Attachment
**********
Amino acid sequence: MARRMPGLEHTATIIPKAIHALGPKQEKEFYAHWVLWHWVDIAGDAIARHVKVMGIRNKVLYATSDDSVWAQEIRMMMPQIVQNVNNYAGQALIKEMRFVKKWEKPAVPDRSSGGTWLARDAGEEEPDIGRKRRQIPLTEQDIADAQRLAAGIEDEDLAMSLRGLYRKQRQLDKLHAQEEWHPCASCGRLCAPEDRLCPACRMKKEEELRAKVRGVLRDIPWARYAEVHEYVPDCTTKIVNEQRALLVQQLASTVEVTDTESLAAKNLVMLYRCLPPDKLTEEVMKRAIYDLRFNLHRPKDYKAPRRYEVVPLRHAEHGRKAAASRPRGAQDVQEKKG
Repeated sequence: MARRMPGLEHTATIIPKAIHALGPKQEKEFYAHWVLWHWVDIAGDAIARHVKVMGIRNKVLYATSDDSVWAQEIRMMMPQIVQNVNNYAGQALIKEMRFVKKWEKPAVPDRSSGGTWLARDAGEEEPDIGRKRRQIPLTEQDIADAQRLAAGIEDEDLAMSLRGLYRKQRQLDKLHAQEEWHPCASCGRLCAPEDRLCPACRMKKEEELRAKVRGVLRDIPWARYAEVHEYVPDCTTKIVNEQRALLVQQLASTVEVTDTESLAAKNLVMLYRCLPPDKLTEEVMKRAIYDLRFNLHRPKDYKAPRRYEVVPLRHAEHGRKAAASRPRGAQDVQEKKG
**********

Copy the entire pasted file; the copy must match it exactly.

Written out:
Amino acid sequence: MARRMPGLEHTATIIPKAIHALGPKQEKEFYAHWVLWHWVDIAGDAIARHVKVMGIRNKVLYATSDDSVWAQEIRMMMPQIVQNVNNYAGQALIKEMRFVKKWEKPAVPDRSSGGTWLARDAGEEEPDIGRKRRQIPLTEQDIADAQRLAAGIEDEDLAMSLRGLYRKQRQLDKLHAQEEWHPCASCGRLCAPEDRLCPACRMKKEEELRAKVRGVLRDIPWARYAEVHEYVPDCTTKIVNEQRALLVQQLASTVEVTDTESLAAKNLVMLYRCLPPDKLTEEVMKRAIYDLRFNLHRPKDYKAPRRYEVVPLRHAEHGRKAAASRPRGAQDVQEKKG
Repeated sequence: MARRMPGLEHTATIIPKAIHALGPKQEKEFYAHWVLWHWVDIAGDAIARHVKVMGIRNKVLYATSDDSVWAQEIRMMMPQIVQNVNNYAGQALIKEMRFVKKWEKPAVPDRSSGGTWLARDAGEEEPDIGRKRRQIPLTEQDIADAQRLAAGIEDEDLAMSLRGLYRKQRQLDKLHAQEEWHPCASCGRLCAPEDRLCPACRMKKEEELRAKVRGVLRDIPWARYAEVHEYVPDCTTKIVNEQRALLVQQLASTVEVTDTESLAAKNLVMLYRCLPPDKLTEEVMKRAIYDLRFNLHRPKDYKAPRRYEVVPLRHAEHGRKAAASRPRGAQDVQEKKG